Oscar Jerome
The Spoon



Breathe Deep, the brilliant 2020 debut album from Oscar Jerome, is frequently held up as a shining example of the wave of new acts exploding out of London’s contemporary jazz scene. Now that, several years later, the dust of this initial explosion has settled, it’s fascinating to survey how accessible so much of this scene’s output is. Jerome is at the forefront of this nu-nu-jazz style, crafting soulful, pop-leaning tracks that meld jazz instrumentation with R&B melodies, afrobeat rhythms and indie rock emotions. 

Breathe Deep felt as though it had been fine-tuned for maximum approachability, and Jerome’s latest The Spoon is no less likeable, but it’s also a more effortless and relaxed collection. Lead single ‘Berlin 1’ encapsulates this subtle shift. The sort of uptempo track upon which Jerome would have previously layered earworm choruses and polyrhythmic drums, here he opts for a more flu structure and linear rhythms adorned with minimal percussion. The other ‘lively’ tracks on The Spoon, the funky centrepieces ‘Channel Your Anger’ and ‘Feet Down South’, are similar in shape to older Jerome cuts, both are again far more patient than the hyperactive urgency he erred towards on earlier releases.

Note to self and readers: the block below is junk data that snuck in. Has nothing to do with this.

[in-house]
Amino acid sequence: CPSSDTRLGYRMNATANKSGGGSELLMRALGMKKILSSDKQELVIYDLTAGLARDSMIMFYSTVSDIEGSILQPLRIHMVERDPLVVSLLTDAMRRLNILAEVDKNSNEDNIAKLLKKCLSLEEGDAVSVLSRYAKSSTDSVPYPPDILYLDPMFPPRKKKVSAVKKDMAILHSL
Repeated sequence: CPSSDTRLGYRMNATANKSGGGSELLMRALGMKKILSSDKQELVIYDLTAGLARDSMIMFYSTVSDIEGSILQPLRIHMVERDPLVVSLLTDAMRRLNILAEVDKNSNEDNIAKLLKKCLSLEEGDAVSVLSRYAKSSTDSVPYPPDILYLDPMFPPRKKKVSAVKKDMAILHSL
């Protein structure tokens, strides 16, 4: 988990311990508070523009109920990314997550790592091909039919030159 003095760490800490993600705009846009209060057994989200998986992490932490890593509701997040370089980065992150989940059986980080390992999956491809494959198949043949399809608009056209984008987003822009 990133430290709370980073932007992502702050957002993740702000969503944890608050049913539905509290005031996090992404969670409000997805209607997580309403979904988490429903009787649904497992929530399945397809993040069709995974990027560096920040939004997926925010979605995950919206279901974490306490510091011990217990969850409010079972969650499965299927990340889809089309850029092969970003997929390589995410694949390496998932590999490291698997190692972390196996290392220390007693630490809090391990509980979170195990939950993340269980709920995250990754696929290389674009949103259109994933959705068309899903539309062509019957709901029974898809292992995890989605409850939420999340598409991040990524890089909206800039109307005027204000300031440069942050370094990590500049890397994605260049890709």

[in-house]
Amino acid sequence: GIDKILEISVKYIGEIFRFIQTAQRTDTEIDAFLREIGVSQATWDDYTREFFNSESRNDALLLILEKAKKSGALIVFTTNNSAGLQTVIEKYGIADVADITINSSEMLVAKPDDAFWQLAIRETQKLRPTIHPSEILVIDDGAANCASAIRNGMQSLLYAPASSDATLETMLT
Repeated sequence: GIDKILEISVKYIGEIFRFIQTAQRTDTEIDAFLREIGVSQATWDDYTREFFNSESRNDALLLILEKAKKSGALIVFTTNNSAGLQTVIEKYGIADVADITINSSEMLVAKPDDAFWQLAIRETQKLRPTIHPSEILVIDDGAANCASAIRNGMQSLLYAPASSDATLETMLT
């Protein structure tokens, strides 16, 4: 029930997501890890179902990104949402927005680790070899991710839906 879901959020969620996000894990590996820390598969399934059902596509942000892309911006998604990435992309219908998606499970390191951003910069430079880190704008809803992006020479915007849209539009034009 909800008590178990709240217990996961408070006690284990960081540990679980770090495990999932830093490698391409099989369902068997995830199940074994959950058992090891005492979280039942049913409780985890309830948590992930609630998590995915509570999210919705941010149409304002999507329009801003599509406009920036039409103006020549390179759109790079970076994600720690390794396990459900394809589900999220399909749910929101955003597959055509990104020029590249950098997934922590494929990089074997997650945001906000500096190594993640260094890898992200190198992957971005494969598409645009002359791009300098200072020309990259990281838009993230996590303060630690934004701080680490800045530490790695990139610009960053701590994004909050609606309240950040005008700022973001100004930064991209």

Taking this relaxed approach is a smart choice. Many acts load their follow-ups to successful debuts with more of everything that made the previous one work. Instead, Jerome plays it cool and gently pares things back, in the process losing none of what made him so acclaimed in the first place.